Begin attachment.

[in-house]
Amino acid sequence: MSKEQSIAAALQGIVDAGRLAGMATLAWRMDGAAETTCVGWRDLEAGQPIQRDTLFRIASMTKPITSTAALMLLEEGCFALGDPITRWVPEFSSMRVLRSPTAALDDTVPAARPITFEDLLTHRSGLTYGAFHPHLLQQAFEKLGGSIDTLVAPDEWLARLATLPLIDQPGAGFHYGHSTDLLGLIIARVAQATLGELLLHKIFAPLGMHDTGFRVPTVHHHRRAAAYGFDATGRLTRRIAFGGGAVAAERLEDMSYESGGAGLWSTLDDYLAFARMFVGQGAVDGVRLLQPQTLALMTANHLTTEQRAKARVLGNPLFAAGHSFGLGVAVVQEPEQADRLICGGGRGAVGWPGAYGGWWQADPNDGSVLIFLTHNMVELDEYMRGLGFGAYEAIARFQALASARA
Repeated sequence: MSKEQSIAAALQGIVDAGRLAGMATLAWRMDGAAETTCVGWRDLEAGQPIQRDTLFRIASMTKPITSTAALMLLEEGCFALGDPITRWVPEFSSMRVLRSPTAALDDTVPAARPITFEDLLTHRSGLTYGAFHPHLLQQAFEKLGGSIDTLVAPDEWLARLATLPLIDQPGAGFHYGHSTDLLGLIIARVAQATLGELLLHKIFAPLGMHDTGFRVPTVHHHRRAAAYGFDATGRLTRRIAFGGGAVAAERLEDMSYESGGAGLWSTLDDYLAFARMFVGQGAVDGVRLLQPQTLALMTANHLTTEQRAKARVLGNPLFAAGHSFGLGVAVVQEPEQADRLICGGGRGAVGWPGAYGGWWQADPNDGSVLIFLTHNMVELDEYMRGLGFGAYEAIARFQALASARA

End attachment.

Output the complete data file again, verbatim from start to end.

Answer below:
[in-house]
Amino acid sequence: MSKEQSIAAALQGIVDAGRLAGMATLAWRMDGAAETTCVGWRDLEAGQPIQRDTLFRIASMTKPITSTAALMLLEEGCFALGDPITRWVPEFSSMRVLRSPTAALDDTVPAARPITFEDLLTHRSGLTYGAFHPHLLQQAFEKLGGSIDTLVAPDEWLARLATLPLIDQPGAGFHYGHSTDLLGLIIARVAQATLGELLLHKIFAPLGMHDTGFRVPTVHHHRRAAAYGFDATGRLTRRIAFGGGAVAAERLEDMSYESGGAGLWSTLDDYLAFARMFVGQGAVDGVRLLQPQTLALMTANHLTTEQRAKARVLGNPLFAAGHSFGLGVAVVQEPEQADRLICGGGRGAVGWPGAYGGWWQADPNDGSVLIFLTHNMVELDEYMRGLGFGAYEAIARFQALASARA
Repeated sequence: MSKEQSIAAALQGIVDAGRLAGMATLAWRMDGAAETTCVGWRDLEAGQPIQRDTLFRIASMTKPITSTAALMLLEEGCFALGDPITRWVPEFSSMRVLRSPTAALDDTVPAARPITFEDLLTHRSGLTYGAFHPHLLQQAFEKLGGSIDTLVAPDEWLARLATLPLIDQPGAGFHYGHSTDLLGLIIARVAQATLGELLLHKIFAPLGMHDTGFRVPTVHHHRRAAAYGFDATGRLTRRIAFGGGAVAAERLEDMSYESGGAGLWSTLDDYLAFARMFVGQGAVDGVRLLQPQTLALMTANHLTTEQRAKARVLGNPLFAAGHSFGLGVAVVQEPEQADRLICGGGRGAVGWPGAYGGWWQADPNDGSVLIFLTHNMVELDEYMRGLGFGAYEAIARFQALASARA